(Corrects to clarify that research phase spans eight years in fifth paragraph of story published Nov. 7.)
BP Plc (BP/) is poised to roll out a new process for making acetic acid, a solvent used to produce plastic bottles, coatings and textiles, as the petrochemical maker turns to technology to counter weakened European markets.
The U.K. company is in the final throes of testing its SaaBre technology using different feedstocks than the established industrial process at a demonstration plant in Hull, England, and is poised to commercialize production, BP Global Petrochemicals Chief Executive Officer Nick Elmslie said at a briefing with media in London today.
The process can be used to produce the acid from alternative feedstocks, including natural gas, coal and eventually biomass. BP also announced a second an ethanol-based technology, Hummingbird, to produce ethylene, which would allow standalone plants in areas with access to ethanol like Brazil, to supply local petchems-based plastics industries with smaller volumes than the typical crackers required today.
“This is going to be very interesting for the market,” Elmslie said. “If you want a million tons of ethylene, you have to go and build a cracker in the U.S. or the Middle East. If you just want 100,000 tons, then it can be very difficult.”
Commercialization of SaaBre would culminate eight years of research, and the piloting of the technology at the site in Hull, acquired from Distillers in the late 1960s. With the advent of a more competitive U.S. chemical industry, BP is reversing an earlier reduction in research spending on petrochemicals as a means to develop niche products, Elmslie said.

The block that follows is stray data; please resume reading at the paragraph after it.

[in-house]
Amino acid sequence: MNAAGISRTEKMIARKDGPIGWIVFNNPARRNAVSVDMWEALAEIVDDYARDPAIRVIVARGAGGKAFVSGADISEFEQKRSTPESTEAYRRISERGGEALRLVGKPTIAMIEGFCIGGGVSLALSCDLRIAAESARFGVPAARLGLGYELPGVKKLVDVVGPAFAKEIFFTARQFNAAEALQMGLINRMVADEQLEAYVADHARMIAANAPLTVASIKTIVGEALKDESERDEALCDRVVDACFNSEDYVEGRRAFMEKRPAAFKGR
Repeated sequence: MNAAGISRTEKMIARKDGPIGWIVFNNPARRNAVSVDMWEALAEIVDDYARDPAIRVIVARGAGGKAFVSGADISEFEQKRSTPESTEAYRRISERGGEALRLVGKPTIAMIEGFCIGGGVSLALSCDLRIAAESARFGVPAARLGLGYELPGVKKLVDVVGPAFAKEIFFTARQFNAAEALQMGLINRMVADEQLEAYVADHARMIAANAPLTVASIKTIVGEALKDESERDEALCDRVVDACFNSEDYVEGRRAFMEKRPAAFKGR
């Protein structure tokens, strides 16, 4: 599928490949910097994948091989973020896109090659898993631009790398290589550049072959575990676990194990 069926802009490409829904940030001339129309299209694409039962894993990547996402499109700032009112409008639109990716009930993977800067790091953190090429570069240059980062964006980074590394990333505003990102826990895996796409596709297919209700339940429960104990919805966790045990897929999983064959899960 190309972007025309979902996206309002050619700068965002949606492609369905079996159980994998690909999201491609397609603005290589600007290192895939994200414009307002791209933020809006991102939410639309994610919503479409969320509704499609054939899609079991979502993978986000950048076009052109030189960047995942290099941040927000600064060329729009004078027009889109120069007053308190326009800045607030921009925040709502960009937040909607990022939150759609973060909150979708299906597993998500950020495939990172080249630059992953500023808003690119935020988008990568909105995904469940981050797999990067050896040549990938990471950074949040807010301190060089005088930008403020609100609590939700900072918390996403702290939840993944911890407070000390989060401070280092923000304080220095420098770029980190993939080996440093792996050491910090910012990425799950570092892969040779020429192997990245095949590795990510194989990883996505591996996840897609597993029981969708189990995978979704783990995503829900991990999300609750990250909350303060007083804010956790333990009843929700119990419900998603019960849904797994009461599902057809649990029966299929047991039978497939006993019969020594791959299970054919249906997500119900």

The company is looking to benefit from a trend among manufacturers of bottles to textiles for more environmentally friendly materials.
Ineos Group Holdings forced through an overhaul of its U.K. petrochemical facility to ensure its survival after it failed to generate a profit.
Refinery profits across Europe have declined amid increasing competition from larger, sophisticated new plants in Asia and the Middle East. The slump is also a consequence of the U.S. switching from being the biggest buyer of European gasoline to a competitor in export markets, as North American refiners benefit from a glut of cheap shale oil and natural gas.
BP may shut “the odd” smaller facility in northern Europe on the periphery of its petrochemical division, he said. A hot summer in Europe and warm weather in parts of Asia led to a pick-up in demand for materials used in water bottles, benefiting BP in the third quarter, Elmslie said.
Naptha crackers in Europe remain extremely stressed, he said. BP also produces paraxylene and purified terephthalic acid used in textiles and plastic containers for drinks and foods.
To contact the editor responsible for this story: Simon Thiel at email@example.com